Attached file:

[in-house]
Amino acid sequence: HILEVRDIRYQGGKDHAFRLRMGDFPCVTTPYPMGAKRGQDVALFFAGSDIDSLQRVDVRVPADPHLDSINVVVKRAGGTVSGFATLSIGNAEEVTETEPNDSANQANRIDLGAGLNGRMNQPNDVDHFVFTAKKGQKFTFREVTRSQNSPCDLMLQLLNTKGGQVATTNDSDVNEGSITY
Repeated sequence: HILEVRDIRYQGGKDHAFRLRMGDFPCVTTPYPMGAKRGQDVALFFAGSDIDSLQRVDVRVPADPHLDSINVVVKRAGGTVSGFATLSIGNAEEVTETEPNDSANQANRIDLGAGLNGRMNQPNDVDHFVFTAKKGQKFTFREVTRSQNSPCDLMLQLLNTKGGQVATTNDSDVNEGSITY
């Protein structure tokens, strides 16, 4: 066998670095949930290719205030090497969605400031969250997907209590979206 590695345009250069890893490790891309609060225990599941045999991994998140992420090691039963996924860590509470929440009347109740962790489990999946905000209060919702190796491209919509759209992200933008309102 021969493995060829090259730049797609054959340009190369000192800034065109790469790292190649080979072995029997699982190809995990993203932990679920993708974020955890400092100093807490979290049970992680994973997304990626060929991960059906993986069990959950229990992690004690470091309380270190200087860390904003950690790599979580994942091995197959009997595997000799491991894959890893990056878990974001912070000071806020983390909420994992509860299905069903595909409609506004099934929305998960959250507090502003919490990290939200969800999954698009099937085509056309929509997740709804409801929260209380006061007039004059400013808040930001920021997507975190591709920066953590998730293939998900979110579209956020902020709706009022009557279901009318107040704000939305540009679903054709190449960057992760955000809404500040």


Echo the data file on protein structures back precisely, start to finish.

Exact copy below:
[in-house]
Amino acid sequence: HILEVRDIRYQGGKDHAFRLRMGDFPCVTTPYPMGAKRGQDVALFFAGSDIDSLQRVDVRVPADPHLDSINVVVKRAGGTVSGFATLSIGNAEEVTETEPNDSANQANRIDLGAGLNGRMNQPNDVDHFVFTAKKGQKFTFREVTRSQNSPCDLMLQLLNTKGGQVATTNDSDVNEGSITY
Repeated sequence: HILEVRDIRYQGGKDHAFRLRMGDFPCVTTPYPMGAKRGQDVALFFAGSDIDSLQRVDVRVPADPHLDSINVVVKRAGGTVSGFATLSIGNAEEVTETEPNDSANQANRIDLGAGLNGRMNQPNDVDHFVFTAKKGQKFTFREVTRSQNSPCDLMLQLLNTKGGQVATTNDSDVNEGSITY
């Protein structure tokens, strides 16, 4: 066998670095949930290719205030090497969605400031969250997907209590979206 590695345009250069890893490790891309609060225990599941045999991994998140992420090691039963996924860590509470929440009347109740962790489990999946905000209060919702190796491209919509759209992200933008309102 021969493995060829090259730049797609054959340009190369000192800034065109790469790292190649080979072995029997699982190809995990993203932990679920993708974020955890400092100093807490979290049970992680994973997304990626060929991960059906993986069990959950229990992690004690470091309380270190200087860390904003950690790599979580994942091995197959009997595997000799491991894959890893990056878990974001912070000071806020983390909420994992509860299905069903595909409609506004099934929305998960959250507090502003919490990290939200969800999954698009099937085509056309929509997740709804409801929260209380006061007039004059400013808040930001920021997507975190591709920066953590998730293939998900979110579209956020902020709706009022009557279901009318107040704000939305540009679903054709190449960057992760955000809404500040």